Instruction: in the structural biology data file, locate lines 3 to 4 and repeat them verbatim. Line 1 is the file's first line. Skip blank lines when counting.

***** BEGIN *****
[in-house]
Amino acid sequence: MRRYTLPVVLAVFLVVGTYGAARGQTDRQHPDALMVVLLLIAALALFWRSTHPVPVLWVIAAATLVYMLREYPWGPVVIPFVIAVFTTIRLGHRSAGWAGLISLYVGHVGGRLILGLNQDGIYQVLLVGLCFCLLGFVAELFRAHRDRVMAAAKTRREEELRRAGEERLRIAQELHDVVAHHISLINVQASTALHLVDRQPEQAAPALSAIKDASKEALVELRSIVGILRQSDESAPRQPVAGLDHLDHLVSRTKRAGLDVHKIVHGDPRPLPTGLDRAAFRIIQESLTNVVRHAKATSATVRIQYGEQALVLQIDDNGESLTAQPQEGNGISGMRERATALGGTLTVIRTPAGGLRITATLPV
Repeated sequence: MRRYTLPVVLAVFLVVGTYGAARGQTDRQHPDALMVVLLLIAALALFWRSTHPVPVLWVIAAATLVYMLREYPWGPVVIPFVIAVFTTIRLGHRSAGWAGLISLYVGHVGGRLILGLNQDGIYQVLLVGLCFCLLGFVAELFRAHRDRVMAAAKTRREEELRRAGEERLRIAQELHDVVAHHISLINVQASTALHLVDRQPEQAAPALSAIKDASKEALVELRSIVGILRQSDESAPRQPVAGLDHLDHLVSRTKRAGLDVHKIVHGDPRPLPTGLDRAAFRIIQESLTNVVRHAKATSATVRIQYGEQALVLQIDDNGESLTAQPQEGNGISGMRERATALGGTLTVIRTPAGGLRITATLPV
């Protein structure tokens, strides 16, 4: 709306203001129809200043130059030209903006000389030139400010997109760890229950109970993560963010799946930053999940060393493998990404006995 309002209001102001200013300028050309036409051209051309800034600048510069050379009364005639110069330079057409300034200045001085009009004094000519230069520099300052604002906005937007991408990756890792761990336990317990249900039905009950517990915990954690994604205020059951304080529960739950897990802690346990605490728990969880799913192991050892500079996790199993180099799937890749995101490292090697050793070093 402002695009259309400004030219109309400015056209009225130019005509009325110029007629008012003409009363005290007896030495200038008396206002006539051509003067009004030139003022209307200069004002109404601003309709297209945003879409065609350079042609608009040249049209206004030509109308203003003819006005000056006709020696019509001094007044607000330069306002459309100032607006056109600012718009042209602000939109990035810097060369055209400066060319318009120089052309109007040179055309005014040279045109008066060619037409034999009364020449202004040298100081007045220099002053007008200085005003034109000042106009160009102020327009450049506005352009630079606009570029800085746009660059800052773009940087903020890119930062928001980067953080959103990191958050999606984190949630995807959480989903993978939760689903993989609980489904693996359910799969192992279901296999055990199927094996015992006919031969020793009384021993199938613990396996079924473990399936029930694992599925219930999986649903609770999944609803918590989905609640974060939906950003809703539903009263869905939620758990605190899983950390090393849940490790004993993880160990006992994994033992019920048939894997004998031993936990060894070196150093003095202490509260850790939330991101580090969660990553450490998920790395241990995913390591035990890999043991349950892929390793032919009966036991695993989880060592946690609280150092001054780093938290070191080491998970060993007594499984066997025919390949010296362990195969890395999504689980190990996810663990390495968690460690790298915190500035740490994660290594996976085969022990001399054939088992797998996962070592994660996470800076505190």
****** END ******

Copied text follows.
Repeated sequence: MRRYTLPVVLAVFLVVGTYGAARGQTDRQHPDALMVVLLLIAALALFWRSTHPVPVLWVIAAATLVYMLREYPWGPVVIPFVIAVFTTIRLGHRSAGWAGLISLYVGHVGGRLILGLNQDGIYQVLLVGLCFCLLGFVAELFRAHRDRVMAAAKTRREEELRRAGEERLRIAQELHDVVAHHISLINVQASTALHLVDRQPEQAAPALSAIKDASKEALVELRSIVGILRQSDESAPRQPVAGLDHLDHLVSRTKRAGLDVHKIVHGDPRPLPTGLDRAAFRIIQESLTNVVRHAKATSATVRIQYGEQALVLQIDDNGESLTAQPQEGNGISGMRERATALGGTLTVIRTPAGGLRITATLPV
């Protein structure tokens, strides 16, 4: 709306203001129809200043130059030209903006000389030139400010997109760890229950109970993560963010799946930053999940060393493998990404006995 309002209001102001200013300028050309036409051209051309800034600048510069050379009364005639110069330079057409300034200045001085009009004094000519230069520099300052604002906005937007991408990756890792761990336990317990249900039905009950517990915990954690994604205020059951304080529960739950897990802690346990605490728990969880799913192991050892500079996790199993180099799937890749995101490292090697050793070093 402002695009259309400004030219109309400015056209009225130019005509009325110029007629008012003409009363005290007896030495200038008396206002006539051509003067009004030139003022209307200069004002109404601003309709297209945003879409065609350079042609608009040249049209206004030509109308203003003819006005000056006709020696019509001094007044607000330069306002459309100032607006056109600012718009042209602000939109990035810097060369055209400066060319318009120089052309109007040179055309005014040279045109008066060619037409034999009364020449202004040298100081007045220099002053007008200085005003034109000042106009160009102020327009450049506005352009630079606009570029800085746009660059800052773009940087903020890119930062928001980067953080959103990191958050999606984190949630995807959480989903993978939760689903993989609980489904693996359910799969192992279901296999055990199927094996015992006919031969020793009384021993199938613990396996079924473990399936029930694992599925219930999986649903609770999944609803918590989905609640974060939906950003809703539903009263869905939620758990605190899983950390090393849940490790004993993880160990006992994994033992019920048939894997004998031993936990060894070196150093003095202490509260850790939330991101580090969660990553450490998920790395241990995913390591035990890999043991349950892929390793032919009966036991695993989880060592946690609280150092001054780093938290070191080491998970060993007594499984066997025919390949010296362990195969890395999504689980190990996810663990390495968690460690790298915190500035740490994660290594996976085969022990001399054939088992797998996962070592994660996470800076505190």